I thought to myself, ‘I doubt I’ll see anything because my eyes will be closed,’ but I didn’t want to let my fear show. I was determined to give this a try.
As we sat in the cabin, I asked about the six clays mounted on the wall behind Moore’s head.
He explained that there are different shapes and sizes for the different levels of the course.
Like a golf course, the clay shooting course starts off rather easy with stationary clays and progressively gets harder, with the clays getting faster, or two being thrown in the air at the same time, or they get smaller and faster.
“The white one on the left is the rabbit,” Moore said. “It runs on the ground and is a little bit thicker. The black one is a battue. Typically a battue is thrown straight up in the air. The stander is the most regular clay that we throw. Then it just gets smaller from there. So we have a midi which is going to come out a little bit faster and then the mini – hard to see, comes out super, super quick.
“We’ll only usually throw the midi and the mini for somebody who’s a little more advanced,” he added.
The clays are literally made out of clay and are biodegradable which is a good thing because there is a lot of rubble in the woods after a run through the course.
Visitors to the course are allowed 25 shots at the course and are also allowed to bring their own shotguns and ammo if they so desire.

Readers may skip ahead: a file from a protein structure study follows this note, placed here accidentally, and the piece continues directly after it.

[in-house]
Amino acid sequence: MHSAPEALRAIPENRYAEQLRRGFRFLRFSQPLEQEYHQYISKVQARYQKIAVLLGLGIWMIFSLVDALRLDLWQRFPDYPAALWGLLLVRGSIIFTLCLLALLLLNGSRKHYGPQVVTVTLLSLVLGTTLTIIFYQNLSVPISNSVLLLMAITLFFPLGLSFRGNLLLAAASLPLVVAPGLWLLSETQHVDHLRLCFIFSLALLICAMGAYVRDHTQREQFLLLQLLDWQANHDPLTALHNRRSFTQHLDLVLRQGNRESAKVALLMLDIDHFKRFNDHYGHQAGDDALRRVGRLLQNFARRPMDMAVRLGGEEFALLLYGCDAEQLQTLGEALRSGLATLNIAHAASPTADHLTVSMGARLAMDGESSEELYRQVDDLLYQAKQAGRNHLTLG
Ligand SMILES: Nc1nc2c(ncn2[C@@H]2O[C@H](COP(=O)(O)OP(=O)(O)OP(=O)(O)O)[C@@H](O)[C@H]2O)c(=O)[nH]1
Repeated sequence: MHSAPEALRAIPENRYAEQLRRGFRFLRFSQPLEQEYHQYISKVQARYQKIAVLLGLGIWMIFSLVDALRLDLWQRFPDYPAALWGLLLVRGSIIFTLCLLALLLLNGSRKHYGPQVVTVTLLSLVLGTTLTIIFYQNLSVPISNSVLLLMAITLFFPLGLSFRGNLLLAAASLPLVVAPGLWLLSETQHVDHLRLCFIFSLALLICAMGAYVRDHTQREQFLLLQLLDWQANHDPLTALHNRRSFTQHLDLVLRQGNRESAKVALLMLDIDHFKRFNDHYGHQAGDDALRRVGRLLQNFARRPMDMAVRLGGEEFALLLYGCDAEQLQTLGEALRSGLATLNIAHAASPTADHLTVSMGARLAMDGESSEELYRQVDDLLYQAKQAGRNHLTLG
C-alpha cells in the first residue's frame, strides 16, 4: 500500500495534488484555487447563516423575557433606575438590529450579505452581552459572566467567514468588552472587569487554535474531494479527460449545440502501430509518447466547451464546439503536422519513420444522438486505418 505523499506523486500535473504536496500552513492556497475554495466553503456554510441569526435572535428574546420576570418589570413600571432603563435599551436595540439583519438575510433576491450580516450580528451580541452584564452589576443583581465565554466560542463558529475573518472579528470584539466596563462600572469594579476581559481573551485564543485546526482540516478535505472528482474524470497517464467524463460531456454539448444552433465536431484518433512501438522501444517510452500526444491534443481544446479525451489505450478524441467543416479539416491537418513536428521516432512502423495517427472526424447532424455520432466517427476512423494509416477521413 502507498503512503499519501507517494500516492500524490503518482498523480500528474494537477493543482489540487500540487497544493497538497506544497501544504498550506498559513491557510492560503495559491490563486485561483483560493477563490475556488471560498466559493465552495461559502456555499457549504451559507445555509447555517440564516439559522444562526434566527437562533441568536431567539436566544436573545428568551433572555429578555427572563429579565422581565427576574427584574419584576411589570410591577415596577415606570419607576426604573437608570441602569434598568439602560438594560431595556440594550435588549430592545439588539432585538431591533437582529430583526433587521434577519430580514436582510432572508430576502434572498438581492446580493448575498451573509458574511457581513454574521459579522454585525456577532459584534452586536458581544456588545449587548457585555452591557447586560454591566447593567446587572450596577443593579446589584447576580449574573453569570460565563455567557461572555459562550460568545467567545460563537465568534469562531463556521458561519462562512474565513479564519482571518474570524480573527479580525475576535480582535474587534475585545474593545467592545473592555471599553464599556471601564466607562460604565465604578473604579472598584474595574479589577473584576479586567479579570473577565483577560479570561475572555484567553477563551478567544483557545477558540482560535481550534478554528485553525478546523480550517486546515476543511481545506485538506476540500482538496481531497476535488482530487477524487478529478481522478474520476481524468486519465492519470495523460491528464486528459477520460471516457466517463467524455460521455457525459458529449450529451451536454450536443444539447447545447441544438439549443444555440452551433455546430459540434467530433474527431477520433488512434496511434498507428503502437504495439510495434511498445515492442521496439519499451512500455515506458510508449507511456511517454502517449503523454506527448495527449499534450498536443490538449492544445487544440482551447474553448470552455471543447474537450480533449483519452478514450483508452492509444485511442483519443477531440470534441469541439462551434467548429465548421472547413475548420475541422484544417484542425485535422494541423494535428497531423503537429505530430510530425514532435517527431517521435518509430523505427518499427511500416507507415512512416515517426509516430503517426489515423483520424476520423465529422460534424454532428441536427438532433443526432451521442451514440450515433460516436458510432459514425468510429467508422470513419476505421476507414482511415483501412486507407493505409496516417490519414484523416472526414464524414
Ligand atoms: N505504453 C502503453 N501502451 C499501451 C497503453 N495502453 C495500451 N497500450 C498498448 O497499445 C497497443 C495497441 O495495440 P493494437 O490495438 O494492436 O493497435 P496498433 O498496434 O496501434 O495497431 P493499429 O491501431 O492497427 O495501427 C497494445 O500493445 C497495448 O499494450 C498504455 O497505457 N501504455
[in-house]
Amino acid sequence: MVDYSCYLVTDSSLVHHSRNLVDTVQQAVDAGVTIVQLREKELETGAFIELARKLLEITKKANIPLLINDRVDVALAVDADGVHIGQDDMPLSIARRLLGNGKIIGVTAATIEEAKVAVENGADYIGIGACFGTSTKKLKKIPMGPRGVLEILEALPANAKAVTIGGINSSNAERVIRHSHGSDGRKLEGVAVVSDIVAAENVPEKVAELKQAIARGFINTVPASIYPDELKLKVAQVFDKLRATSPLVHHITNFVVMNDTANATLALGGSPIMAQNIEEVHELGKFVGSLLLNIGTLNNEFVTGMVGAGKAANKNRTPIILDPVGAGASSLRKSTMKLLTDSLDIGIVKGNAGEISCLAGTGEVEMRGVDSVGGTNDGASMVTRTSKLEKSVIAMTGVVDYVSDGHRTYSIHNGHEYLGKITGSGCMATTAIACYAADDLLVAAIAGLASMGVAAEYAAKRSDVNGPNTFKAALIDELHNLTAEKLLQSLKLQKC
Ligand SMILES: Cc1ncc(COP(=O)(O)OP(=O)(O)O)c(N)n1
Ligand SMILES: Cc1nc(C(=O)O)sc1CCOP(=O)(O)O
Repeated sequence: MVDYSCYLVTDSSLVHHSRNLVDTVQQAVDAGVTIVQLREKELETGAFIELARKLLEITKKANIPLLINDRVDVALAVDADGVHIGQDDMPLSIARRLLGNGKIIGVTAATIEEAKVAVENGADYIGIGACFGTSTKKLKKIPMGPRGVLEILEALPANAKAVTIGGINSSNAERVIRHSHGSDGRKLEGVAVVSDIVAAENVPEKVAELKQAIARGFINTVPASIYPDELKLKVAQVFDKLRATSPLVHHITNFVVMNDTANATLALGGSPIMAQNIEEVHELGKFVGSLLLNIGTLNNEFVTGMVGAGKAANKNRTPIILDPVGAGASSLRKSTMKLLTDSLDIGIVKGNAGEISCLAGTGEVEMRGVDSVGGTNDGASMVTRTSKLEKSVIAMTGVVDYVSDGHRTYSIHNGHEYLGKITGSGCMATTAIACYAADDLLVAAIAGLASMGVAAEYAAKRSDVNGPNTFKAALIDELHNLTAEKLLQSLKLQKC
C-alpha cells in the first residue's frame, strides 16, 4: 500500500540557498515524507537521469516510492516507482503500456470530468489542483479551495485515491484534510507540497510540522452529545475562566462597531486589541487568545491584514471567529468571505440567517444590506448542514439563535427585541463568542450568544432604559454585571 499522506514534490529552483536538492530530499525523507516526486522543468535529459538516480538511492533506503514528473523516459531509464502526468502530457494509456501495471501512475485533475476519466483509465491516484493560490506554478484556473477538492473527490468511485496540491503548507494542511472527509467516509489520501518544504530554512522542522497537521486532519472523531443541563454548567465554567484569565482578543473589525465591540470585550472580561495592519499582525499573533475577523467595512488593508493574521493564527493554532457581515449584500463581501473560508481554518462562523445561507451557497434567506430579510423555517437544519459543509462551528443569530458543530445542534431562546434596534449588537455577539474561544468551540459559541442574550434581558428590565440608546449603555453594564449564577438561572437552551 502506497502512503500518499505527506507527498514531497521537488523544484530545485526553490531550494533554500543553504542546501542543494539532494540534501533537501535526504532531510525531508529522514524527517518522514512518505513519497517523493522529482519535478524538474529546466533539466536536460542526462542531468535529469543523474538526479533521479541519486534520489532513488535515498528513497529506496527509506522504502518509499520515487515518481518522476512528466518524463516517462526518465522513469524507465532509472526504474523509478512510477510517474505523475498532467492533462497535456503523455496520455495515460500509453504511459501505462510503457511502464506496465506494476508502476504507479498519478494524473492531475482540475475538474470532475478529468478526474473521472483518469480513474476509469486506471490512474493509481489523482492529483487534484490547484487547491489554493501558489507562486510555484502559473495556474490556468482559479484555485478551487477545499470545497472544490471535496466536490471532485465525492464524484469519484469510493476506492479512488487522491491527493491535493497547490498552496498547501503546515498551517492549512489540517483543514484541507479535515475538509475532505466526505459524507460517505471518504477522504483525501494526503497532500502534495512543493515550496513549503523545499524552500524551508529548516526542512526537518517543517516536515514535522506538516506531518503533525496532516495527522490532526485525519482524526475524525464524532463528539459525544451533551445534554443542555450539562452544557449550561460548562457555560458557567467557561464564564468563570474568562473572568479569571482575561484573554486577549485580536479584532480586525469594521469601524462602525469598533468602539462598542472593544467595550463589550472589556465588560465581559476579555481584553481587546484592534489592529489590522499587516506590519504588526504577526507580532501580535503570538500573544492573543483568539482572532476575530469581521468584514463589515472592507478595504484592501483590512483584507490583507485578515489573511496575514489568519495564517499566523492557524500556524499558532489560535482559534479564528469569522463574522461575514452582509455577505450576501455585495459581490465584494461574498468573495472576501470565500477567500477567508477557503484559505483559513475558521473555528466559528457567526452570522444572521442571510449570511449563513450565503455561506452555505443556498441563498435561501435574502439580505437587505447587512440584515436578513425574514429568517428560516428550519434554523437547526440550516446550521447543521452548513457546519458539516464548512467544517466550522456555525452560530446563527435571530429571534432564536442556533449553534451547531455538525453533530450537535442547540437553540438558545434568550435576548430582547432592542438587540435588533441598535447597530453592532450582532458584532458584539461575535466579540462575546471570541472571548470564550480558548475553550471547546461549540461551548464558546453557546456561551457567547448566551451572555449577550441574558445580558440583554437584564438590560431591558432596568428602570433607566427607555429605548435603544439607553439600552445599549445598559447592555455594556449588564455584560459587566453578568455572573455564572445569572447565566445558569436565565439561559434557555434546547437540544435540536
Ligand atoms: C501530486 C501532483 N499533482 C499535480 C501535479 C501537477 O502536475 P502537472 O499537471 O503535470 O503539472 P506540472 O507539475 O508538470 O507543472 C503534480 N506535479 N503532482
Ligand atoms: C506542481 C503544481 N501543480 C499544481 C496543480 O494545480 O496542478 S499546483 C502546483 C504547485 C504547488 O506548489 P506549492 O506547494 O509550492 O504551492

The facility has seen a lot of repeat customers, and newbies – like me – who were curious about this sports shooting thing.
Finally, before outfitting me with a shell bag that clipped around my waist, the guys gave me a final safety lesson.
First and foremost, the shotguns are not loaded until the shooter is in the window at the range on the course. When carrying an over-under, it is required to have the gun “cracked open,” and with the other shotguns, the barrel must point to the sky, perpendicular to the ground.
“If it’s an over-under, we like to see the gun broken down,” Moore said. “Reason being, whenever I’m looking at that gun and it’s broken open, that’s how I know it’s safe. We don’t ask people to load their guns until we’re inside the box, and that’s when they’re also allowed to take the safety off to shoot. The barrel always stays down range. We don’t want them swaying outside the box.”
It was time to head for the course. I carried the broken down over-under, and we headed for the first box. The boxes are wood frames with a “window” where the shooter stands and aims for the clays. I put in my earplugs and was ready to go.